Brain-Drain: Non-Profits Prepare for Boomer Retirement Wave

Training and recruiting are top worries

December 17, 2013- DES MOINES, Iowa–(BUSINESS WIRE)–Non-profit organizations are bracing for a potential workforce brain drain from retiring baby boomers over the next five years, with two-thirds expecting some kind of impact on their organizations.

A new survey of 403(b) plan sponsors, from the Plan Sponsor Council of America (PSCA) and sponsored by the Principal Financial Group®, finds that most (69 percent) plan to replace the majority of retirees but well over a third (38 percent) expect recruiting challenges.

“Many non-profit organizations rely heavily on 403(b) plans—instead of salaries—to compete for the best employees,” said Bob Benish, executive director of PSCA. “We’ve seen 403(b) plans improve dramatically over recent years. It is clear those plans will be increasingly important in the race for high performers, especially in higher educational institutions.”

Bigger plans, more retirees

More than half of all 403(b) sponsor respondents (54.4 percent) expect between 10 and 20 percent of their workforce to retire over the next five years. However, 20 percent of larger organizations (500 or more employees) expect to lose one-fifth of their workforce to retirement. Most are higher educational institutions where a spike in hiring professors in the 1970s and 80s is leading to a significant number of potential retirements in the near future.

“As a generation of academics nears retirement, financial professionals have another reason to focus on higher education as an opportunity to grow their business,” said Aaron Friedman, national tax-exempt practice leader, The Principal®. “Financial professionals who can help enhance plan designs—making plans more successful and therefore better appreciated by employees—stand to position themselves well in this burgeoning non-profit marketplace.”

Top challenges

In addition to concerns over recruiting, survey respondents say the other top anticipated challenges include:

  • An increased need for training (42.7 percent)
  • Skill gaps in the workforce (39.9 percent)
  • The reallocation of responsibilities causing a burden on remaining employees (38.1 percent).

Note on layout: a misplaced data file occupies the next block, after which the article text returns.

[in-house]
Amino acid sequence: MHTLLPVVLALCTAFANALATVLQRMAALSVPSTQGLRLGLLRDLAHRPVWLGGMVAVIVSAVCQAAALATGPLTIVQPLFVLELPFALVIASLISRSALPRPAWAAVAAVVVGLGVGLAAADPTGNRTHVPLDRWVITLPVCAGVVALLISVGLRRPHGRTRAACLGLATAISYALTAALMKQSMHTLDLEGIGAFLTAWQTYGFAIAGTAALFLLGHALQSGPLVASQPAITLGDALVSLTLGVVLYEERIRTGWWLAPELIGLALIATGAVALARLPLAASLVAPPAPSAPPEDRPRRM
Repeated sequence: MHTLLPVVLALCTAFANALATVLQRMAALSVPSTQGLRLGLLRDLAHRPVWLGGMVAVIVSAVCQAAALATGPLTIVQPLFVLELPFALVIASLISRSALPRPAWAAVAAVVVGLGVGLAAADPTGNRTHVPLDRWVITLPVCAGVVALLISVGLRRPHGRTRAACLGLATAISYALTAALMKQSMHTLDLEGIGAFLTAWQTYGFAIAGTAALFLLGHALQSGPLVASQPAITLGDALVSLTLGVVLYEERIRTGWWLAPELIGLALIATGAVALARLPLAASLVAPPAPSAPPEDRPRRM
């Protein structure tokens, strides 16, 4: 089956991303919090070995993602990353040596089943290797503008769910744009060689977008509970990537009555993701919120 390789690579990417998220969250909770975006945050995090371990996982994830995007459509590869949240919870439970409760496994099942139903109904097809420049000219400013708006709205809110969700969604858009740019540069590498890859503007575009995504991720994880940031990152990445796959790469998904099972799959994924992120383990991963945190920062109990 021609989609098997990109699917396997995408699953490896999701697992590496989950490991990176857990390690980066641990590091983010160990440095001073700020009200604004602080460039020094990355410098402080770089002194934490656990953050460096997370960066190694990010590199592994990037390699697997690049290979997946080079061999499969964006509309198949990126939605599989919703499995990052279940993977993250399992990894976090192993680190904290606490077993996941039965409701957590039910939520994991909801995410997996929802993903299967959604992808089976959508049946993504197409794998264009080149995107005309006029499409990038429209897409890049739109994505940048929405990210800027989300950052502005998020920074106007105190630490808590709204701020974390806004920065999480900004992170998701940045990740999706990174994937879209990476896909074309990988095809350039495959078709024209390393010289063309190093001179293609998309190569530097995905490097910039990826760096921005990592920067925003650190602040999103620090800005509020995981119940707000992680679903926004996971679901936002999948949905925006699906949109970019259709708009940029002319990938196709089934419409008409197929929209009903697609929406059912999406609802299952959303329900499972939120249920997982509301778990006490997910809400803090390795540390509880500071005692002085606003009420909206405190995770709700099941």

• Increased use of technology (33.5 percent)
  • Helping employees help themselves
Many non-profit organizations rely heavily on 403(b) plans—instead of salaries—to compete for the best employees

While seven out of 10 plan sponsors believe planning for retirement is the employees’ responsibility, two-thirds (66.8 percent) provide retirement planning education—including nearly 90 percent of large organizations.

“403(b) sponsors recognize the need to both encourage employees to accept responsibility to prepare for their own retirement and at the same time help them prepare for the transition,” said Benish. “That is important because while employees generally expect to work into their 60’s, studies consistently show many end up retiring before they planned, often due to health reasons1.”

Results of the survey are here.


About the Plan Sponsor Council of America
The Plan Sponsor Council of America (PSCA), a national, non-profit association of 1,200 companies and their six million employees, advocates increased retirement security through defined contribution programs to federal policymakers. PSCA makes practical assistance available to its members with plan design, administration, investment, compliance, and communication materials. PSCA, established in 1947, is based on the principle that “defined contribution partnership in the workplace fits today’s reality.” PSCA’s services are tailored to meet the needs of both large and small companies with members ranging in size from Fortune 100 firms to small, entrepreneurial businesses, and non-profit organizations.

About the Principal Financial Group
The Principal Financial Group® (The Principal®)2 is a global investment management leader offering retirement services, insurance solutions and asset management. The Principal offers businesses, individuals and institutional clients a wide range of financial products and services, including retirement, asset management and insurance through its diverse family of financial services companies. Founded in 1879 and a member of the FORTUNE 500®, the Principal Financial Group has $466.2 billion in assets under management3 and serves some 19.0 million customers worldwide from offices in Asia, Australia, Europe, Latin America and the United States. Principal Financial Group, Inc. is traded on the New York Stock Exchange under the ticker symbol PFG. For more information, visit